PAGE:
You can actually overwrite individual folders as well, just by adding the folder name onto the cipher CMD, like this: cipher /w:{drive letter}:\{folder name}

You can also encrypt files by using the CMD: cipher /e (files and folders that are later added to this option will also be encrypted)

And, of course, you can decrypt files by using the CMD: cipher /d (same as above, any files and folders added later are decrypted by default)

For a complete list of commands, type cipher /?

As with anything, really, this tool will make it a lot harder to recover any data that might have been on the hard drive. However, it is never a guarantee. Virtually anything can be recovered on a hard drive. Forensic companies use write-blocking devices approved by the Department of Defense, but that equipment is very expensive, and usually only in the hands of the good guys. Cipher.exe will protect you against most low-level bad guys looking to recover potentially harmful data off of your hard drive.

Tech Tips for Techs: Microsoft utility for resolving Exchange calendar issues



In this tech tip, I want to talk about one of Microsoft’s automated tools that you can use to help check for and {sometimes} to resolve issues with Exchange-based calendars. This applies to both on-premise Exchange as well as to Office 365. The utility is called CalCheck, and it was most recently updated back in July of 2014.

Available for download directly from Microsoft [HERE]; it will install and run on everything from Windows XP SP3 all the way through Windows 8.1. There are several ways and options with which to run the tool, but for the purposes of the article I’m only going to cover two of them.

The first, “read only,” will process whatever mailbox you point it at, outputting the log and error files to the directory in which CalCheck is running from.

1. Open a command prompt in the CalCheck directory. In my case, this is in my Downloads\CalCheck_x86 folder. Type calcheck and press Enter. It will prompt you for the profile that you want to check. (It’s important to note that you will need an Outlook profile on your machine for the mailbox you want to check, unless you know the LegacyExchangeDN for that mailbox.) Choose the profile, and click OK. The program will proceed to check the calendar, and will notify you in the command prompt when it’s finished.


2. Same as the first (except we’ll be adding a flag), type calcheck -F into the command prompt. You will be asked again for which profile you want and the program will proceed as it did in “read only” mode. The notable exception is that for any problematic items it finds, it will create a folder in the Inbox called CalCheck and move them into that folder. See the screenshot below for a calendar I ran this on that should have only had about 1,400 items total… CalCheck found over 100,000! It took close to 3 hours to process and clean out the entire calendar!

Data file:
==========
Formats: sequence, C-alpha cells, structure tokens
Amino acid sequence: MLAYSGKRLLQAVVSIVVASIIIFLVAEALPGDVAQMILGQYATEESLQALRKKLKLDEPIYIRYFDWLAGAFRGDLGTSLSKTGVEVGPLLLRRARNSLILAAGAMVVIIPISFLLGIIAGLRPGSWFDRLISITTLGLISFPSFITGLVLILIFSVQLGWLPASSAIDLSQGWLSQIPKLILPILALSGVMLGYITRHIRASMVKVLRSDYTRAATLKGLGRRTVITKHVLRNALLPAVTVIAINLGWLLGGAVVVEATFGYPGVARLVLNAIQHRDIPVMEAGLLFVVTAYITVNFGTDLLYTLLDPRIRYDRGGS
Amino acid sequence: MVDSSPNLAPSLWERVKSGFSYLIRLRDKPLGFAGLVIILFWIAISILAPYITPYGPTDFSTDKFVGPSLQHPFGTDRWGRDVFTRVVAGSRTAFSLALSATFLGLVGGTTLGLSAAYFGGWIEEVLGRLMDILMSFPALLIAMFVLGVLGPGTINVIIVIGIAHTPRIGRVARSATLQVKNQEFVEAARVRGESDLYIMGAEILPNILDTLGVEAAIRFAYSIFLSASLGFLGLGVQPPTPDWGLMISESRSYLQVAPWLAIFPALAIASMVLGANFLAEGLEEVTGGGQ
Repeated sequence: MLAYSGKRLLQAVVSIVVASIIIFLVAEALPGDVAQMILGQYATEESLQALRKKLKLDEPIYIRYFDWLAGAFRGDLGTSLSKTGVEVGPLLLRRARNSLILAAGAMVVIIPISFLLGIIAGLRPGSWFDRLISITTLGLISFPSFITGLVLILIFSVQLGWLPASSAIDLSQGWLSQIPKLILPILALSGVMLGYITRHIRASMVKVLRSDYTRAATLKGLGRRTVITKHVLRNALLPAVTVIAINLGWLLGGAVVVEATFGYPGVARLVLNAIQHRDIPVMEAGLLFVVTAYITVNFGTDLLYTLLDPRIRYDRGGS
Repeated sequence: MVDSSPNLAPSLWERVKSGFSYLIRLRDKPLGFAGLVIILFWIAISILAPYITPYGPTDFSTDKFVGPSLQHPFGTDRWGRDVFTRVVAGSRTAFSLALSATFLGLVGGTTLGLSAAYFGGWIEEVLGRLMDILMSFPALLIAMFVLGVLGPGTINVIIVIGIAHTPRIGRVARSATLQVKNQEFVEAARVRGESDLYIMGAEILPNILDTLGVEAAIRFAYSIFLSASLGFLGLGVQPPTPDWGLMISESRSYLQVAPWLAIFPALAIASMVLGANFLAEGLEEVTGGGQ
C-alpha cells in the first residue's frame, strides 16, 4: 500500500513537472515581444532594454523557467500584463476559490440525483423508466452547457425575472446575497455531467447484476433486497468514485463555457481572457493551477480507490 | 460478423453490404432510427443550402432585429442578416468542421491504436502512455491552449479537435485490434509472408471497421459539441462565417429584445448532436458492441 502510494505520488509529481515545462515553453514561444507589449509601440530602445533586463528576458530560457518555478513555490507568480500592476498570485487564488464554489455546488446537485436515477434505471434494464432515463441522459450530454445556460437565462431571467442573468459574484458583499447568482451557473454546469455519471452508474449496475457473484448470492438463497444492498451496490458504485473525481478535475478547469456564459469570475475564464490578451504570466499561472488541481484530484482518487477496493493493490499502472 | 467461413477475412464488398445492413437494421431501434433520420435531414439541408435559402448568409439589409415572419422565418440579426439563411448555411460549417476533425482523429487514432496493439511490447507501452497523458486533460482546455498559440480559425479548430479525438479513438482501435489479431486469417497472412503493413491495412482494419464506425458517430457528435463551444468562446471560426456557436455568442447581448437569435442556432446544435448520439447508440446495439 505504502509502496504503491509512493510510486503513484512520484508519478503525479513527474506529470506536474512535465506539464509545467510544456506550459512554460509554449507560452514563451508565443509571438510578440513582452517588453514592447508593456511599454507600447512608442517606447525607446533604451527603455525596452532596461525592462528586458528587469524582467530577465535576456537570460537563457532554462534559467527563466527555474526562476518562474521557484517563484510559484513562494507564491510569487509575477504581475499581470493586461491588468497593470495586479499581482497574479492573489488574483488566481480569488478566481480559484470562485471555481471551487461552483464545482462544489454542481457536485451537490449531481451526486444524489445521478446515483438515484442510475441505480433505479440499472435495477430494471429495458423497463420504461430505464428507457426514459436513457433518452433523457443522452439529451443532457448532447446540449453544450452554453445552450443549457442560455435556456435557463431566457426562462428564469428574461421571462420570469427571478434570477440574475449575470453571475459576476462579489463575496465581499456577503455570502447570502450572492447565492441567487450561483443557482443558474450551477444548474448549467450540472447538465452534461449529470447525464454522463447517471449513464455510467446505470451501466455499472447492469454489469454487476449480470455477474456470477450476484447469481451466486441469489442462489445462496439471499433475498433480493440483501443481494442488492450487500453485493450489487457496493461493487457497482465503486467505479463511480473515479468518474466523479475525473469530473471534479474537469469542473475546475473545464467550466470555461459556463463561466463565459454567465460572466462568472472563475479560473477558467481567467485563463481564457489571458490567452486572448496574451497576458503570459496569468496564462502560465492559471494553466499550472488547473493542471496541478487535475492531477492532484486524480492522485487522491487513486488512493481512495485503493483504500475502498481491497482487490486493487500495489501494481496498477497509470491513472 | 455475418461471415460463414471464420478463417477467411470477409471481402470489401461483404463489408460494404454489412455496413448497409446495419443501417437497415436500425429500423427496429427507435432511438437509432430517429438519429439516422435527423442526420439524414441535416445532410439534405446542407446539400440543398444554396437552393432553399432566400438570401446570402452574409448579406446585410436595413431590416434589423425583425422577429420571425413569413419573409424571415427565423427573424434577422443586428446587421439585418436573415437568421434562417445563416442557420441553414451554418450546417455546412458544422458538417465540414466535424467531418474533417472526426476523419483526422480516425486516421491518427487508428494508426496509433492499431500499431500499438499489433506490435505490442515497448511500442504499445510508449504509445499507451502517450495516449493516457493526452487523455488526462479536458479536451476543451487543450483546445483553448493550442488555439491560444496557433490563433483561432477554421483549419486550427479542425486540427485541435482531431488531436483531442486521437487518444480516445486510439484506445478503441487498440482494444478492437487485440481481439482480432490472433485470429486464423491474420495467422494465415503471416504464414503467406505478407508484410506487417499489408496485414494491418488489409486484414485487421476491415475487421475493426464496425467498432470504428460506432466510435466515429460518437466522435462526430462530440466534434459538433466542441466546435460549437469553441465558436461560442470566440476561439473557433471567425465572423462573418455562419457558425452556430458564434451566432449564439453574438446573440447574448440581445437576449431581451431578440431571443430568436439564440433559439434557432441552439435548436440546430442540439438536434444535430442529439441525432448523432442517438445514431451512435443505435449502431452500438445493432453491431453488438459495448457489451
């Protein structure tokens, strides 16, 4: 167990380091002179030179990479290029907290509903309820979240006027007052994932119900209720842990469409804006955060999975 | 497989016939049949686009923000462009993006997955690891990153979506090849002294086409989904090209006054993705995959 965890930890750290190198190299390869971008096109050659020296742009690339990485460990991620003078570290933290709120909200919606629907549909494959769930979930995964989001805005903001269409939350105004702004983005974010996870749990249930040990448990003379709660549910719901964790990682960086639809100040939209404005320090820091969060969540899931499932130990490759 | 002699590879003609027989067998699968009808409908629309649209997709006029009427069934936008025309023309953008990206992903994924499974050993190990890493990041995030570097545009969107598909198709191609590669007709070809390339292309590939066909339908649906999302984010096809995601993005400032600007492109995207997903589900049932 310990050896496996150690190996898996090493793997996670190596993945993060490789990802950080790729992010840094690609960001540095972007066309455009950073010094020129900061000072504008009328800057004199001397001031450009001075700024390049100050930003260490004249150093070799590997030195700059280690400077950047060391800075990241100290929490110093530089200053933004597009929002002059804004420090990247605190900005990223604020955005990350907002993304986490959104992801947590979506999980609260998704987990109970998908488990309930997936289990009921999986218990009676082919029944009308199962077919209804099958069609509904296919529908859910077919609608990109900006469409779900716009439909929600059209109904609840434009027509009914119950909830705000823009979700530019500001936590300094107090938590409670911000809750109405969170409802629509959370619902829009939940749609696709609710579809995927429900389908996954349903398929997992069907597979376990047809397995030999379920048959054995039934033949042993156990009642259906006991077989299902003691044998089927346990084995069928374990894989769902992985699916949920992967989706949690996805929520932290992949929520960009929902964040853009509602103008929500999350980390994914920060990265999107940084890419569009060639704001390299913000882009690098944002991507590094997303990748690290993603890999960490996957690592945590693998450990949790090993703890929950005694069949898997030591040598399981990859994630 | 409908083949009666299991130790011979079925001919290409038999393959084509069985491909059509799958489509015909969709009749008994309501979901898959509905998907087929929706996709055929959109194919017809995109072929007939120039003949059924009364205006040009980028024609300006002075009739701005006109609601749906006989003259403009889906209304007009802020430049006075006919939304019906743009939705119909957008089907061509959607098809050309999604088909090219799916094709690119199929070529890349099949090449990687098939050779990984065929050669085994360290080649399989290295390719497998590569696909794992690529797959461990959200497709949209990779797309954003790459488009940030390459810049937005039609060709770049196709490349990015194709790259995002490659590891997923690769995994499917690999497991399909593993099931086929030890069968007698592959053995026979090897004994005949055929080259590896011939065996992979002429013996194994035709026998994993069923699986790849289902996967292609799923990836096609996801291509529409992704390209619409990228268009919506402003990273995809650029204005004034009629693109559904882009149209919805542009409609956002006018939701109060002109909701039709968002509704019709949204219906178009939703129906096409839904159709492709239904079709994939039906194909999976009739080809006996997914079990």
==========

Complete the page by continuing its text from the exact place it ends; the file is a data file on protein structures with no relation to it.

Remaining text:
The README file in the CalCheck download will provide much better detail on the other options available to you when running this utility, but this post should give you a good starting point if you find yourself dealing with a problematic calendar where you’re unable to pin down a specific issue.


Tech Tips for Techs: God Mode



Lately, I have been writing about little-known tips that technicians can use to assist in working on their customers’ machines. Another tip that is not well known, but is VERY cool and helpful, is God Mode.

God Mode was introduced in Windows 7, and Microsoft has carried it over to Windows 8. It is simple to do and allows you access to so many areas of the operating system — all in one location. For clients who might have a slow PC or possible virus issues, this is a great tool because it gives you access to 270 control panel functions, some of them not easily found.

Here are the steps to enable God Mode on your Windows 7, or Windows 8 PC:

  • Step #1: Create a folder on your desktop.
  • Step #2: Rename that folder this exactly: “GodMode.{ED7BA470-8E54-465E-825C-99712043E01C}” (minus the quotations).

Your folder will change to look like the Control Panel icon…

GodMode… and inside that folder, you will have a wealth of tools at your fingertips!

GodMode2This is a great tool for any technician, as it puts everything into one convenient location. You don’t have to spend time searching the OS for the right tool. They are all right here now!